Words by Katie Hagan
With its title derived from the first line of a poem penned by the piercing Louise Gluck, the great thing is not having a mind by Trinity Laban Fulbright scholar Oluwaseun S. Olayiwola marries lyric poetry with movement to articulate the nuance and messy contradictions between ‘feeling’ and ‘thinking’; creating what is, in effect a hard-hitting dance work about corporeal and meta-physical states of existence.
Choreographers have long used poetry, or literature more broadly as a stimulus for creative exploration. A couple of years ago Dance Magazine published an article in which dancers illustrated poems through movement, with the producer of the series, Max Rothman highlighting that it was ultimately about capturing an ‘in-the moment’ reaction to the words that were spoken, or in this case listened to via a recording. Whilst this approach has its value – poetry is the vehicle to a dancer’s expression – the linearity that makes this reaction what it is, is underwhelmingly transactional. The poem ends, there’s no time for foreplay and boom the dancing begins straight after to make the most of the fleeting moment. It leaps from a to b, and there is little time to explore the intersections or nuance between the two that, if explicated, could make for an intriguing odyssey into the bond between poetry and movement.
In the great thing is not having a mind Olayiwola, a choreographer and poet, has dug a little deeper to unearth the nature of poetic composition and its relationship with movement generation.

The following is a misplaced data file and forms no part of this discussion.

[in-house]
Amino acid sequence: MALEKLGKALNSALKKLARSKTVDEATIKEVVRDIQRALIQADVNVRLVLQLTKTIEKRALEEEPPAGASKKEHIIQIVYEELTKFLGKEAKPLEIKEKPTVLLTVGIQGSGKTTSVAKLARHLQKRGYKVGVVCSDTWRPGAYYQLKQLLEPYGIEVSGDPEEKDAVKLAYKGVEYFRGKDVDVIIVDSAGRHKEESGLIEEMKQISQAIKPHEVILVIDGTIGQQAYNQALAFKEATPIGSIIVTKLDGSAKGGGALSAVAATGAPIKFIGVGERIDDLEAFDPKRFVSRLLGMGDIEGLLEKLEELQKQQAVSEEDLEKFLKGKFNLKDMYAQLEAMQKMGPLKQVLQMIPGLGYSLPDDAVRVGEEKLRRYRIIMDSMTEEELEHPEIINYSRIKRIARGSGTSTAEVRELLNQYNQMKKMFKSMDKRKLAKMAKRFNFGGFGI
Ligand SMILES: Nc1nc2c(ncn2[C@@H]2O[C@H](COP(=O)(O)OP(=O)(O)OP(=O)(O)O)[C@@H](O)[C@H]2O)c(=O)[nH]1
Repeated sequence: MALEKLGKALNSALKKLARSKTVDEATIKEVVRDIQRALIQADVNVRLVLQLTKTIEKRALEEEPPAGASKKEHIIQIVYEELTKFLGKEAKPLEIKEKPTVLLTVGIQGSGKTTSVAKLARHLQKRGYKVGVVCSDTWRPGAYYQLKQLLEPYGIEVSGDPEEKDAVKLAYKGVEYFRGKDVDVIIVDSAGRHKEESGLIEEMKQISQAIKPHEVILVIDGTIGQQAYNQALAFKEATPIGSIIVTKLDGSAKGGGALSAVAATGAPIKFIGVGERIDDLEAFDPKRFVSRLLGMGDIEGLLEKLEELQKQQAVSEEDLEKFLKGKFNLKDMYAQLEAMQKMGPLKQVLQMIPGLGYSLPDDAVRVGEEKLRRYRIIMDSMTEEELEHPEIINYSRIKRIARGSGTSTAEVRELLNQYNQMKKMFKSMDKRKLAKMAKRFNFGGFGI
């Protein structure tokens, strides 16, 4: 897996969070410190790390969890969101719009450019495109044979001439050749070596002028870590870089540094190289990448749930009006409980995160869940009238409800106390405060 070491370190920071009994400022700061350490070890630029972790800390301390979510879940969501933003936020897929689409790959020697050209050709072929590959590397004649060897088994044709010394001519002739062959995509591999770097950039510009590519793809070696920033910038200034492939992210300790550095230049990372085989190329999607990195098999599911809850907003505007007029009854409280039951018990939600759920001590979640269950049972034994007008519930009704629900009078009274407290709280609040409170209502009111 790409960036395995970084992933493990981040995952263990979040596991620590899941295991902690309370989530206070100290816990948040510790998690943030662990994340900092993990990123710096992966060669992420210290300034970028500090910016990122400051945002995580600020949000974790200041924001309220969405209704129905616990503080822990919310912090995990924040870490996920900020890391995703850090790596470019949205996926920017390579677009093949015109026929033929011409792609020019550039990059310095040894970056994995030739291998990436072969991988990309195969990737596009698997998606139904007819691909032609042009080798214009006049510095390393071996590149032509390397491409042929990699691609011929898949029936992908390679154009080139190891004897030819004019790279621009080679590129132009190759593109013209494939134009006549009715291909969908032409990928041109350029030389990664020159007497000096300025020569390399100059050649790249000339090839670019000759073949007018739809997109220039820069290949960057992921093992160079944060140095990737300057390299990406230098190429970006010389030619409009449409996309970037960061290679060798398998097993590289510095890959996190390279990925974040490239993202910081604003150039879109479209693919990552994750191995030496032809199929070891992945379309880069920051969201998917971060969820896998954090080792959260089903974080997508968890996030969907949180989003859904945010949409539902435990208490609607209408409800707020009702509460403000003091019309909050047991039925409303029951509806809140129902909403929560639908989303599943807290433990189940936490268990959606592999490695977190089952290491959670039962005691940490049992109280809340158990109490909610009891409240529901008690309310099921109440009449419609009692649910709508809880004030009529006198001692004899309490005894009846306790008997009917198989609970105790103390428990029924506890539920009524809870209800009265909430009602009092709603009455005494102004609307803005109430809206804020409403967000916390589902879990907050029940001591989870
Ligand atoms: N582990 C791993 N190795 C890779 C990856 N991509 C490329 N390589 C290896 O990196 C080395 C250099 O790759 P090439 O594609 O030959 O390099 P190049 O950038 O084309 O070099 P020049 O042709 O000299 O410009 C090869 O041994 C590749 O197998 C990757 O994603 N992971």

Before the performance we are given a booklet containing a poem by the choreographer, which is perhaps a foreground to the movement:
‘tell me I’m living easy goingly turn
around but leave your leg behind above the fields’
This is just one example of Olayiwola bringing movement and poetry into the same physical space on the page. For me, it’s making a point. One of the beautiful aspects of poetry and indeed movement is that so many irregularities and not so cogent thoughts — whether articulated through words or movement — can be in a single moment. Things are at a flux and there is no clear boundary between what’s started and ended.
This transience is something which Olayiwola has translated onto the stage for the performance of the great thing is not having a mind. I revelled in the fact it wasn’t clear how the poem sat with the actual dance work. As I’ve been writing this review, this ambiguity really accentuates my belief that the great thing is not having a mind asks questions about whether there is a difference between ‘thinking’ and ‘feeling’ when dancing, and how this vibrates with our physical (perhaps bodily) and meta-physical (maybe mind, but I don’t want to be peremptory) states.
Three bodies – Amit Palgi, Ivar Draaisma, Chiara Aldorisio – each dressed in turquoise, red and green, coagulate in the centre of a white cubic space, whilst Gluck’s ‘The Red Poppy’ (a poem about spiritual awakening and transcendence) is spoken overhead. The dancers curl about one another like cats, as singing glasses fill the sound void left by the words. Vacant-eyed, the three form a line standing on the diagonal stage right, raising their arms up to the side, their heads drooping. Although I sit on the fence when it comes to religion even this image of three bodies standing like crosses stirs me.